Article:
This week I will be attending Data West, the San Diego Super Computer's first-ever winter forum on Data. The conference is being organized in large part by Dr. Jim Short. December marks the beginning of the third year of working with Dr. Short on the specific topic of the value of data. If I were to write a summary statement for each year it would be as follows.
Year 1 - Data Valuation Problems
Dr. Short discovers, through broad industry surveys and targeted executive interviews, extraordinarily large data valuation use cases (> 1 billion dollars) that suffer from a lack of formalized data valuation business processes and underlying IT support. These significant use cases include data valuation during bankruptcy, M&A, cyber-insurance, monetization, and data sale. As the research progressed, a significant set of problem statements began to emerge, including...
- ...how much to pay for a data set
- ...how to identify data sets that can be monetized
- ...creating new data products and services
- ...understanding ROI on investment in the creation of analytic models
- ...how to correlate the value of data with data management (e.g. protection levels based on value)
During that first year, I found the following statement from Dr. Short to be most useful:
Surveys conducted and our own interviews / surveys show that currently in over two thirds of companies surveyed there is no systematic method for accurately measuring data value over time. And our research is showing that “architecting for value” is a critical future requirement in IT and business strategy planning and investment (to successfully compete and meet strategy and performance goals).
A common theme emerged in year 1: companies must begin to augment product and service revenues with data products and services but don't know how or where to start. Year 2 would attempt to fix that problem.
Year 2 - Data Valuation Solutions
During the second year of the research, our goal was to create an industry framework for implementing new data valuation business process on top of new valuation IT touch points. In October of 2016, I met with a large number of CIOs at Evanta's Global CIO Executive Summit to discuss Data's Economic Value in the Age of Digital Business. The recommendations were laid out in a 5-step approach to implementing data valuation, including...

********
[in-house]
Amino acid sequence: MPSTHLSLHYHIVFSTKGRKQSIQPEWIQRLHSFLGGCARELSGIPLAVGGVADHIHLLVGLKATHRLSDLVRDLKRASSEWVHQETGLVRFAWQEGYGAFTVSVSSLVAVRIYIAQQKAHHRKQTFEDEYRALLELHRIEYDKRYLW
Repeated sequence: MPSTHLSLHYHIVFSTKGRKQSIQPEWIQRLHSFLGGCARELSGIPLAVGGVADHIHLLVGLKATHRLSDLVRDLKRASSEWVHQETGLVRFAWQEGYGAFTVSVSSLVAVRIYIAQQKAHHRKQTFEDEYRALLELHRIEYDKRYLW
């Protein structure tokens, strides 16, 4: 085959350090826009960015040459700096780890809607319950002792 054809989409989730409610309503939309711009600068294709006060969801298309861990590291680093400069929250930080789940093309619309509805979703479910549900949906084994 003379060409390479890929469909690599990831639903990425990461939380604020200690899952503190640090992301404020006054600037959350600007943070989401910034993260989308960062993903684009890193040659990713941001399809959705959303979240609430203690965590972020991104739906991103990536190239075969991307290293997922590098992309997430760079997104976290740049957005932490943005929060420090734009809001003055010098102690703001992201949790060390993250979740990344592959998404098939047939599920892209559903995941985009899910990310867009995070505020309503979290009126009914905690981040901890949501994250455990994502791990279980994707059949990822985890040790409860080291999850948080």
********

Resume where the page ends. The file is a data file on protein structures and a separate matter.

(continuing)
- An approach for discussing the value of data as it applies specifically to business objectives, whether it be assigning value to data, assigning value to analytic models, or using an Infonomics-based approach that leverages specific valuation equations as a starting point.
- Two locations within an IT infrastructure for calculating value: during ingest and during business workflow.
- A method to tie data to business processes that generate business metadata regarding the relationship of the data to revenue and profit.
- The capability to annotate data with specific statements of value.
- How to roll out new valuation business process on top of services provided by IT.
To describe all 5 steps in action, we stepped through each insight as part of an industry use case that highlights the overall research results.
Year 3 - Data Valuation Implementations - and Further Research!
Within my own company we have already implemented many of these recommendations. In fact, Dell EMC produced one of its first data services during Year 2: the myService360 product.In addition, Dell EMC shipped our first product (Analytic Insights Module) that contains a catalog supporting data valuation.
While the research has already impacted the industry, it is still possible to continue in a variety of different research directions, as highlighted by the Data West agenda.
If you are in the San Diego area this week, there is still time to register. If you have specific questions or areas of research that you would like to explore, please comment or reach out to me on Twitter via the link below.
Fellow, Dell Technologies